Hardening Perl’s Hash Function

Hardening Perl’s Hash Function

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Hardening Perl’s Hash Function
Yves Orton
Wed 06 November 2013
In 2003 the Perl development community was made aware of an algorithmic complexity attack on the Perl’s hash table implementation[1]. This attack was similar to reports over the last few years of attacks on other languages and packages, such as the Java, Ruby and Python hash implementations.

The basic idea of this attack is to precompute a set of keys which would hash to the same value, and thus the same storage bucket. These keys would then be fed (as a batch) to a target which would then have to compare each key against each previously stored key before inserting the new key, effectively turning the hash into a linked list, and changing the performance profile for inserting each item from O(1) (amortized) to O(N). This means that the practice of loading arguments such as GET/POST parameters into hashes provided a vector for denial of service attacks on many HTTP-based applications.

As a response to this, Perl implemented a mechanism by which it would detect long chains of entries within a bucket and trigger a “hash split”. This meant it would double the number of buckets and then redistribute the previously stored keys as required into the newly added buckets. If, after this hash split, the chain was still unacceptably long, Perl would cause the hash to go into a special mode (REHASH mode) where it uses a per-process random hash seed for its hash function. Switching a normal hash to this special mode would cause Perl to allocate a new bucket array, recalculate all of the previously stored keys using the random seed and redistribute the keys from the old bucket array into the new one. This mitigated the attack by remapping the previously colliding keys into a well distributed set of randomly chosen new buckets.

At this point the Perl community thought we had put the subject of hash collision attacks behind us, and for nearly 10 years we heard little more on the subject.

Memory Exhaustion Attack On REHASH Mechanism
Over the years occasionally the subject of changing our hash function would come up. For instance Jarkko made a number of comments that there were faster hash functions and in response I did a bit of research into the subject, but little came of this work.

In 2012 this changed. I was working on several projects that made heavy use of Perl’s hash function, and I decided to invest some efforts to see if other hash functions would provide performance improvements. At the same time other people in the Perl community were becoming interested, partly due to my work and partly due to the publicity from the multi-collision attacks on Python’s and Ruby’s hash functions (MurmurHash and CityHash). Publicity I actually did not notice until after I had pushed patches to switch Perl to use MurmurHash as its default hash, something that got reverted real fast.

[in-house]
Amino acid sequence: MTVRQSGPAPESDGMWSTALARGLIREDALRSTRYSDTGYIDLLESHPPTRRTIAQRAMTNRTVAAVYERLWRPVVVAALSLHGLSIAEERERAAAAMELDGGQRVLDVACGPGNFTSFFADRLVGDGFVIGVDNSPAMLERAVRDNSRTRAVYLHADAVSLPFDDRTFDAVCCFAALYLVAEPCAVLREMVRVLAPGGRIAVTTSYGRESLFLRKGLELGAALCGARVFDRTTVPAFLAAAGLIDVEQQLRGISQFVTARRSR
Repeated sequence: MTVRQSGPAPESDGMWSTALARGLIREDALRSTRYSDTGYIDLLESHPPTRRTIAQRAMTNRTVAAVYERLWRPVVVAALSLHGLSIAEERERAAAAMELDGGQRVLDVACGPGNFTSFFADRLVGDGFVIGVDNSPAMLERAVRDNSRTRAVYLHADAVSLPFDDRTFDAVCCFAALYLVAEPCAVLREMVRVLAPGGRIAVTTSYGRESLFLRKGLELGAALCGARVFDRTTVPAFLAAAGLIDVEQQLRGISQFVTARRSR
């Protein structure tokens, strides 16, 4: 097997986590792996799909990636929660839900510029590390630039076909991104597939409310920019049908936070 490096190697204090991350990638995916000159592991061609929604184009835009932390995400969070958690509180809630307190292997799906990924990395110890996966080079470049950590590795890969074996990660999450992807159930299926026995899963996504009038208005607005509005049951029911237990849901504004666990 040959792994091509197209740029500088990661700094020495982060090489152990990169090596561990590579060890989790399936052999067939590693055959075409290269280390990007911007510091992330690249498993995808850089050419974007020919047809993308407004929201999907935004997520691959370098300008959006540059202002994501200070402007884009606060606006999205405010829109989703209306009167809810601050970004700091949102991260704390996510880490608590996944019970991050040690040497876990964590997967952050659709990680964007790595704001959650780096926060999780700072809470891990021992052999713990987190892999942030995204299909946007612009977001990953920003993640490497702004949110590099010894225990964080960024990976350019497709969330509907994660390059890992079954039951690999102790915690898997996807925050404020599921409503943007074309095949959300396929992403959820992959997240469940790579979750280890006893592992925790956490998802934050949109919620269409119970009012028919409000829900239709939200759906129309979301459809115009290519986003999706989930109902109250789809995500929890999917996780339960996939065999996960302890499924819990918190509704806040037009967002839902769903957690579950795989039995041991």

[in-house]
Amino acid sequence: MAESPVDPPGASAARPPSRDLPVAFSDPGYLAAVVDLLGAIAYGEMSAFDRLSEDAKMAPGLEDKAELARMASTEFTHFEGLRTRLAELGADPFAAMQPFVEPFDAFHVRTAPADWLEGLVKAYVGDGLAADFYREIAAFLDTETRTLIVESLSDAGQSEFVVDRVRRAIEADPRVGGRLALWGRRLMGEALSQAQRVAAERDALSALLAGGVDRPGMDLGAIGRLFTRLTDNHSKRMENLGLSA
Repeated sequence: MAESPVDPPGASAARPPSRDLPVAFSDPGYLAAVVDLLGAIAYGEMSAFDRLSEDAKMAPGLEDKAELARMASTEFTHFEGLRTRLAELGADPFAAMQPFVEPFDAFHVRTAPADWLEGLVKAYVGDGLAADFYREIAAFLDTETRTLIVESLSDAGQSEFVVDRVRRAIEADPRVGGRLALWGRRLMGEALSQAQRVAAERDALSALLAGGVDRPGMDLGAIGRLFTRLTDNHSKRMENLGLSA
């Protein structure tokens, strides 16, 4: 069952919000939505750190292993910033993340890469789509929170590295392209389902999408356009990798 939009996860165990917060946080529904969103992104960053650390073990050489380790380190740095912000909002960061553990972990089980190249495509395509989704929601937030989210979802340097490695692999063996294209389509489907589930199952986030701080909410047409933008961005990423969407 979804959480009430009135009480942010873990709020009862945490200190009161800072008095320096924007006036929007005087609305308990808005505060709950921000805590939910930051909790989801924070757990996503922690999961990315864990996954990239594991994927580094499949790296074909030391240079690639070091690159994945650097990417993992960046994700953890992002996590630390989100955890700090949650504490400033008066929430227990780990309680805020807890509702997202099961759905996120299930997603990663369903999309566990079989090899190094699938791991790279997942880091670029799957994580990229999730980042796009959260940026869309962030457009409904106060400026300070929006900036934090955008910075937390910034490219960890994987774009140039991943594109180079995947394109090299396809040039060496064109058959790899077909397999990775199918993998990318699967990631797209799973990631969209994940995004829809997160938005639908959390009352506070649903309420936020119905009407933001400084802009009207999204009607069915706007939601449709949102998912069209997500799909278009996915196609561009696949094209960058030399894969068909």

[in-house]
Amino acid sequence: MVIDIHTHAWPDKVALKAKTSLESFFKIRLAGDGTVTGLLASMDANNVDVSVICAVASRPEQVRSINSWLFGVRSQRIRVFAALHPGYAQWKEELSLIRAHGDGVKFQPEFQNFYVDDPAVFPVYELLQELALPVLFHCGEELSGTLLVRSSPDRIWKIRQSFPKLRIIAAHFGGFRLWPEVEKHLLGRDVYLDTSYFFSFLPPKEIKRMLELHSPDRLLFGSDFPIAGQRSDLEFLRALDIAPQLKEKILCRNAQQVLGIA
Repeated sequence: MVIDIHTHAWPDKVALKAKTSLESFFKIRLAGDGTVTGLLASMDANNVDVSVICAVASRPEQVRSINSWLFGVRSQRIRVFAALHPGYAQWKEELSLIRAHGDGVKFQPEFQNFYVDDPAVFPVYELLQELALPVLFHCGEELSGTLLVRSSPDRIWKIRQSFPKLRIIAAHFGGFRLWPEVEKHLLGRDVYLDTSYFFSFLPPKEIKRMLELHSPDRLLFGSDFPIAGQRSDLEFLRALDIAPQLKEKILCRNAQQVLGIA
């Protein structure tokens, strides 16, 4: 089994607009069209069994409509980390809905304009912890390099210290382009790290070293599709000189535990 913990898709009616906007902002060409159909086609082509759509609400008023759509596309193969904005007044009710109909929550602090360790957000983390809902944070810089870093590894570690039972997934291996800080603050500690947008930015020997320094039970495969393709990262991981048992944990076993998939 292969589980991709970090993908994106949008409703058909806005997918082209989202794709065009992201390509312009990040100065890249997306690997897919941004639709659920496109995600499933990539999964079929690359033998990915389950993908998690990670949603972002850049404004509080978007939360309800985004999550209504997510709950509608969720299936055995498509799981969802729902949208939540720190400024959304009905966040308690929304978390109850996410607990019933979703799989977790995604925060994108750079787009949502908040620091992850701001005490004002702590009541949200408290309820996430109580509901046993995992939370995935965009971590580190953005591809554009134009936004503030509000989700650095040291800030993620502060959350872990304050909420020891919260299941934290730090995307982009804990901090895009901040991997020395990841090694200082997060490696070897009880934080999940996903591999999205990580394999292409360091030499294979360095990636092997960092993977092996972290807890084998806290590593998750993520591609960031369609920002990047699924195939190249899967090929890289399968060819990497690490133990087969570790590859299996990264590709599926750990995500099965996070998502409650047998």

In restructuring the Perl hash implementation so it was easier to test different hash functions, I became well acquainted with the finer details of the implementation of the REHASH mechanism. Frankly it got in the way and I wanted to remove it outright. While arguing about whether it could be replaced with a conceptually simpler mechanism I discovered that the defenses put in place in 2003 were not as strong as had been previously believed. In fact they provided a whole new and, arguably, more dangerous attack vector than the original attack they were meant to mitigate. This resulted in the perl5 security team announcing CVE-2013-1667, and the release of security patches for all major Perls versions since 5.8.x.

The problem was that the REHASH mechanism allowed an attacker to create a set of keys which would cause Perl to repeatedly double the size of the hash table, but never trigger the use of the randomized hash seed. With relatively few keys the attacker could make Perl allocate a bucket array with up to 2^32 hash buckets, or as many as memory would allow. Even if the attack did not consume all the memory on the box there would be serious performance consequences as Perl remapped the keys into ever increasing bucket arrays. Even on fast 2013 hardware, counting from 0 to 2^32 takes a while!